Tuesday, October 4, 2011

Dual Purpose Poems

Work has become its own beast lately, with a steep adjustment curve to new paradigms and programs.  In an attempt to cope, I've started to memorize a poem a day, hoping to divert the obsessive part of my mind from continually rolling down the grooves of irritation, which with repetition, will only become deeper, the negative reactions more entrenched, more intractable. I felt that if I could interrupt the process, I could block the high hits on the Stress-O-Meter and halt the accompanying rise in cortisol. Plus give myself something pleasantly literary to think about. And liven up my little grey cells.

So when I feel the anxiety rise, I resort to the poem, reciting it under my breath like a verbal amulet or a Spell for Protection.  It seems to be working; I don't feel so wound up in the morass of a SNAFU which is not of my making and which I can not change. Recalling the poem is sometimes all I need to regain a more tolerant and reflective state. Or at least get me though the next half hour without incident, embarrassment or name-calling. 

There have been some unintended (though welcome) consequences of this practice: getting this close to poetry and language is firing up my desire to be swimming in the deep end of writing and literature. (More on that later.)

Because I so love her work and because she is one hella tight poet, I've started with poems by Kay Ryan.  I'm enthralled with her imagery, rhythm, metaphors, the way her poems cinch right up at the end.  There is never any doubt that you've landed at the end of a Kay Ryan poem. Doesn't hurt that they are often short; my old gray brain just ain’t what it used to be. And oh, yeah, the poem-a-day quickly became a poem-a-week. 

So here’s the first poem, which has already stood me in good stead several times so far:

A Cat/A Future

A cat can draw
the blinds
behind her eyes
whenever she 
decides. Nothing
alters in the stare
itself but she's
not there. Likewise,
a future can occlude:
still sitting there, 
doing nothing rude. 

Such plain-song, everyday language -- except for the tight arrangement, the rhythms, the internal and sprung rhymes: blinds, behind; stare, there; eyes, decides; occludes, rude. And except for the word occludes, which captures our attention at once: it is the mystery door into meaning.  To occlude means to obstruct, shut off, block.  The future is occluded, hidden from us as if by blinds; we can’t really see it -- we can only imagine it. It sits there, merely one second, one day, one year away, but unknowable, blocked off from us until it happens.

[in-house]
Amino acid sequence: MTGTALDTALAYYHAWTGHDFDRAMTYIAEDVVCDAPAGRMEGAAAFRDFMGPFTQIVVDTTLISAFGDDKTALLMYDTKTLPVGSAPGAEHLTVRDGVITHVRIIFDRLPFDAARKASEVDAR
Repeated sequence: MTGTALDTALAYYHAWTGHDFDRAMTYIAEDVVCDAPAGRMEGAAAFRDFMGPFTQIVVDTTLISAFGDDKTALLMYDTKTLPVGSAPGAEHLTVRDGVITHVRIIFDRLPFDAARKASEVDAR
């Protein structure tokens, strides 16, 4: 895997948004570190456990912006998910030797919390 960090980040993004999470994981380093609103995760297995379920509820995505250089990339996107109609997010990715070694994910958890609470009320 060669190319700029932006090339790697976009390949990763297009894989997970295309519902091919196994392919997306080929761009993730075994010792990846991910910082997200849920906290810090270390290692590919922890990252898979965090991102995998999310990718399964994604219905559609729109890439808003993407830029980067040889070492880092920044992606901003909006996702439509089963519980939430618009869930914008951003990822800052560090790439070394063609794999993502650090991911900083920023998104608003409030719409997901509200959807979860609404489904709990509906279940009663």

And in another way, the future itself occludes: our tendency to plan for the future can sometimes prevent us from noticing the beauty of the moment, the realities of now.  We are so focused on the future, we become blind to the present.  We project our imagined future in front of us, as if on a screen, but a screen that hides the only known future that awaits us all: the inevitable, unknowable end of our tunnels. That future is definitely there - but not there, because we prefer to (or need to) ignore it.

By the end of this poem Ryan has layered meaning onto object; has melded the cat and the future, both “still sitting there/doing nothing rude.” Sweet!


  1. This could be the only poem you need sometimes.


  2. yeah, you're right.
    But I'm already working on the next one. It's kinda fun.

  3. Perfect way to divert attention away from the grind. Great post.

  4. thanks, ND! ...for some reason, the poems will command my attention when other things don't... like counting to ten, thinking of my quiet place, breathing... After a few more Kay Ryan poems, I'm thinking I might look up some of Deborah Digges work.


Noise makers!